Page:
The telephone game is played all over the world (it's known as Chinese whispers beyond North America). It involves a group sitting in a circle and starts with someone whispering a message into their neighbor's ear.
The message is then passed around the group until it makes it back to its originator; if the message is still intact, the group wins.
I can't remember ever taking part in a telephone game where the message wasn't altered in some way. But had I had an "Inshin-Den-Shin" microphone, pictured above, there wouldn't have been a contest.
Named after a Japanese expression for non-verbal communication, the microphone converts a spoken phrase into an inaudible signal that is relayed through the speaker’s body. When the speaker touches another person’s earlobe, that second person will hear what the speaker said into the microphone.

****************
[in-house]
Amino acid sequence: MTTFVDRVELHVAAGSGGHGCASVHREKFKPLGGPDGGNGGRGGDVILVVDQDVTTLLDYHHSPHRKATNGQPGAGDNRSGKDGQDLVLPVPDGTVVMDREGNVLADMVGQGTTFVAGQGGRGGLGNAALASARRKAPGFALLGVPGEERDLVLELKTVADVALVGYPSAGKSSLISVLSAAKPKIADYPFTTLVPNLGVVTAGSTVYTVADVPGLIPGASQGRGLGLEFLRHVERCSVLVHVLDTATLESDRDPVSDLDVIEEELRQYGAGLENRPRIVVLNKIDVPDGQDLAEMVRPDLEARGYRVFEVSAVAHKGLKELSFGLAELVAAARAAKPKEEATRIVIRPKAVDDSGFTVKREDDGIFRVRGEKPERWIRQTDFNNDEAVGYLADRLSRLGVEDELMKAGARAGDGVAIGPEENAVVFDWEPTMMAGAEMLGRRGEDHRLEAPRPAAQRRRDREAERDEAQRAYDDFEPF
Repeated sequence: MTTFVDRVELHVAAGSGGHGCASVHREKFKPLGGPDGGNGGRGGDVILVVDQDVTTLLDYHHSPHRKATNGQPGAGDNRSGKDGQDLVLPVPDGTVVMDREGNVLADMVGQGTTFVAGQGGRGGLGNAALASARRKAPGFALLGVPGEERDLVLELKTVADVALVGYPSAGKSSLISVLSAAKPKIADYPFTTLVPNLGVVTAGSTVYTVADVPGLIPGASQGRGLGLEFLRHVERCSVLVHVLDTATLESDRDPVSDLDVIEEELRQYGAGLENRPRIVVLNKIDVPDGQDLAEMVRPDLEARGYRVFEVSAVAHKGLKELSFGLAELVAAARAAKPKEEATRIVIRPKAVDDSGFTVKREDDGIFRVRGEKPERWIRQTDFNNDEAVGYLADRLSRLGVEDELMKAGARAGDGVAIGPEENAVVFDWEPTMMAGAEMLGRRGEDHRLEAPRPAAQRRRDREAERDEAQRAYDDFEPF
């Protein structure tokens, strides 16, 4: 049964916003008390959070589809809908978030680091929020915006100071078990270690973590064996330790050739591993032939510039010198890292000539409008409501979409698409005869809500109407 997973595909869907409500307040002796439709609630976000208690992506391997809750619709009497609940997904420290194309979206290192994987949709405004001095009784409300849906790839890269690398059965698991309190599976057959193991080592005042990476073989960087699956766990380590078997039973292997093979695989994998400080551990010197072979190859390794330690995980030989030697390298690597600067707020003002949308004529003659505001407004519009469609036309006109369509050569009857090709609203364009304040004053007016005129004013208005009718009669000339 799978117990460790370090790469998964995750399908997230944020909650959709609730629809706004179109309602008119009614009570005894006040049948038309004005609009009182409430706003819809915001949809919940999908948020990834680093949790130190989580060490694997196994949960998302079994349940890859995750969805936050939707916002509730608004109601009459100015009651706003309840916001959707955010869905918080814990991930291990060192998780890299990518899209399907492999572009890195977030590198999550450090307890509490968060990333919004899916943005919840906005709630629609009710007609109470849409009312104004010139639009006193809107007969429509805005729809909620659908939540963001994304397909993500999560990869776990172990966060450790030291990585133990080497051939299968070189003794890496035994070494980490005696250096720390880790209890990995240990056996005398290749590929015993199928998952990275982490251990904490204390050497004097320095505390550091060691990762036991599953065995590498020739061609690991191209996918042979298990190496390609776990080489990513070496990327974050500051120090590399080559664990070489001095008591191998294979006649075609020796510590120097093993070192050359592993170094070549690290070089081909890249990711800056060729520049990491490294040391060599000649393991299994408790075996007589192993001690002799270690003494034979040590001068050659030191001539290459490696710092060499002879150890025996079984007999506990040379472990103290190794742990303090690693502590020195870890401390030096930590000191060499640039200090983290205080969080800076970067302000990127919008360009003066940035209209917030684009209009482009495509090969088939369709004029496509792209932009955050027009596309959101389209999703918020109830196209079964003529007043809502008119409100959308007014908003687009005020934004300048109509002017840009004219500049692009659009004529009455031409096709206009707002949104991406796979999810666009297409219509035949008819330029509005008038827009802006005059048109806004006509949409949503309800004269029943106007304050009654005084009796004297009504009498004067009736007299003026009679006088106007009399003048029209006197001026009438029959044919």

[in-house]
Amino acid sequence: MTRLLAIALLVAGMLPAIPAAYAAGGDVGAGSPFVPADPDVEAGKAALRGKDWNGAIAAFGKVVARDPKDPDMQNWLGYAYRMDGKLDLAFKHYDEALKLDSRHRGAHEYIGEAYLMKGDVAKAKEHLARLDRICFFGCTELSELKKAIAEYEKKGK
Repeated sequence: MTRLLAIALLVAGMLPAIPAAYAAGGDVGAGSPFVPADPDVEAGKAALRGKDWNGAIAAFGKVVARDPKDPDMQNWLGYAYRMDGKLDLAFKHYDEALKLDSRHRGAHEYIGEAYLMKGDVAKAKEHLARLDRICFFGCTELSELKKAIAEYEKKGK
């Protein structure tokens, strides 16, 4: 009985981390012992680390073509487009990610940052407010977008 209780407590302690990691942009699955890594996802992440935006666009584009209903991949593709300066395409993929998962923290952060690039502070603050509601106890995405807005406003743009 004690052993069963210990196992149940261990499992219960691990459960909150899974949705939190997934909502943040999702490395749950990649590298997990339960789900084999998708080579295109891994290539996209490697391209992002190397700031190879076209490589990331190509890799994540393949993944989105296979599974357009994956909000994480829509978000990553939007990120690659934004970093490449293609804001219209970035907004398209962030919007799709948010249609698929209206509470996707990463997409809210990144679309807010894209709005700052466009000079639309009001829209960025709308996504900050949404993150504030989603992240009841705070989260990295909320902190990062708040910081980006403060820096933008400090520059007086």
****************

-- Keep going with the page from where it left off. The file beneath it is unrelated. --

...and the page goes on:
So whisper, touch, transmit. It's the telephone game, perfected.
The microphone was created by the Disney Research Lab in Pittsburgh. The lab conducts secret R&D for Disney, in essence discovering the magic that goes into the “Magic Kingdom.” (ABC News is owned by The Walt Disney Company).
I recently toured the lab for this innovation blog, and was shown several cool gadgets and technology. Some of them had evident “real-world” applications; others were just really cool. Disney wouldn't tell me what the "Inshin-Den-Shin" is meant to do outside their lab, but I know that it could have an immediate benefit for telephone game-players. That, or subvert the game's message that human communication is fraught.
Watch the video above to see how exactly the “Inshin-Den-Shin” microphone works.